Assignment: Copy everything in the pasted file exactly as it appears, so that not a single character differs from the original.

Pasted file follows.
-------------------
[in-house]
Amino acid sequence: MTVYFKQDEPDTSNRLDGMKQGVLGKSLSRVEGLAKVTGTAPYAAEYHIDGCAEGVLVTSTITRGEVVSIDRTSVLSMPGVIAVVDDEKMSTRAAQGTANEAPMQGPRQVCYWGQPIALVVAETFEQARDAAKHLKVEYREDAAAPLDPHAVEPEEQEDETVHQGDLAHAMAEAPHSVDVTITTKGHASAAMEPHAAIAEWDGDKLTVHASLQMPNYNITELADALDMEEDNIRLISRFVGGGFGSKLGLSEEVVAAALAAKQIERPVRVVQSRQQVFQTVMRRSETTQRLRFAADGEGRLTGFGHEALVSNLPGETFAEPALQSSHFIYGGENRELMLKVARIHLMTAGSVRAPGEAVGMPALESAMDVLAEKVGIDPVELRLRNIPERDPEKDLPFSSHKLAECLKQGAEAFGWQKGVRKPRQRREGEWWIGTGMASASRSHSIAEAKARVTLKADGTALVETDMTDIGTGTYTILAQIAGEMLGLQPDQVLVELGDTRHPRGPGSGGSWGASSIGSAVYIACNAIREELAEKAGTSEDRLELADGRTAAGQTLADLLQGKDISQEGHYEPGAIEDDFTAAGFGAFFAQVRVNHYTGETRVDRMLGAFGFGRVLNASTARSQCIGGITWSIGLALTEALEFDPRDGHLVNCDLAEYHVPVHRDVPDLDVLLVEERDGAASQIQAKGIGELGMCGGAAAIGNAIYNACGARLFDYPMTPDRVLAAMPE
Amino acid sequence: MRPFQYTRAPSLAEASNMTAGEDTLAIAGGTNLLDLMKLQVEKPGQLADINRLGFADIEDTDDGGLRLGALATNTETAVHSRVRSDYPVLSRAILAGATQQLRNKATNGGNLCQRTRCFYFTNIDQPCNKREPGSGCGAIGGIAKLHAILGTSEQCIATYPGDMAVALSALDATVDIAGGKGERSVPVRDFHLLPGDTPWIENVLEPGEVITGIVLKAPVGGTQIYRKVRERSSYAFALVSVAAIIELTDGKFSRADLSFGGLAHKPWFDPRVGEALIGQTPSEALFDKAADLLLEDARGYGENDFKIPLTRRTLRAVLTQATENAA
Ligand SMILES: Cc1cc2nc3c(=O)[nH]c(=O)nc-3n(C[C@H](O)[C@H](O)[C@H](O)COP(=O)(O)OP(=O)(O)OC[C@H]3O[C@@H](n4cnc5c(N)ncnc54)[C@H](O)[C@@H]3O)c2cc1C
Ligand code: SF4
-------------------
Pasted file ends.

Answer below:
[in-house]
Amino acid sequence: MTVYFKQDEPDTSNRLDGMKQGVLGKSLSRVEGLAKVTGTAPYAAEYHIDGCAEGVLVTSTITRGEVVSIDRTSVLSMPGVIAVVDDEKMSTRAAQGTANEAPMQGPRQVCYWGQPIALVVAETFEQARDAAKHLKVEYREDAAAPLDPHAVEPEEQEDETVHQGDLAHAMAEAPHSVDVTITTKGHASAAMEPHAAIAEWDGDKLTVHASLQMPNYNITELADALDMEEDNIRLISRFVGGGFGSKLGLSEEVVAAALAAKQIERPVRVVQSRQQVFQTVMRRSETTQRLRFAADGEGRLTGFGHEALVSNLPGETFAEPALQSSHFIYGGENRELMLKVARIHLMTAGSVRAPGEAVGMPALESAMDVLAEKVGIDPVELRLRNIPERDPEKDLPFSSHKLAECLKQGAEAFGWQKGVRKPRQRREGEWWIGTGMASASRSHSIAEAKARVTLKADGTALVETDMTDIGTGTYTILAQIAGEMLGLQPDQVLVELGDTRHPRGPGSGGSWGASSIGSAVYIACNAIREELAEKAGTSEDRLELADGRTAAGQTLADLLQGKDISQEGHYEPGAIEDDFTAAGFGAFFAQVRVNHYTGETRVDRMLGAFGFGRVLNASTARSQCIGGITWSIGLALTEALEFDPRDGHLVNCDLAEYHVPVHRDVPDLDVLLVEERDGAASQIQAKGIGELGMCGGAAAIGNAIYNACGARLFDYPMTPDRVLAAMPE
Amino acid sequence: MRPFQYTRAPSLAEASNMTAGEDTLAIAGGTNLLDLMKLQVEKPGQLADINRLGFADIEDTDDGGLRLGALATNTETAVHSRVRSDYPVLSRAILAGATQQLRNKATNGGNLCQRTRCFYFTNIDQPCNKREPGSGCGAIGGIAKLHAILGTSEQCIATYPGDMAVALSALDATVDIAGGKGERSVPVRDFHLLPGDTPWIENVLEPGEVITGIVLKAPVGGTQIYRKVRERSSYAFALVSVAAIIELTDGKFSRADLSFGGLAHKPWFDPRVGEALIGQTPSEALFDKAADLLLEDARGYGENDFKIPLTRRTLRAVLTQATENAA
Ligand SMILES: Cc1cc2nc3c(=O)[nH]c(=O)nc-3n(C[C@H](O)[C@H](O)[C@H](O)COP(=O)(O)OP(=O)(O)OC[C@H]3O[C@@H](n4cnc5c(N)ncnc54)[C@H](O)[C@@H]3O)c2cc1C
Ligand code: SF4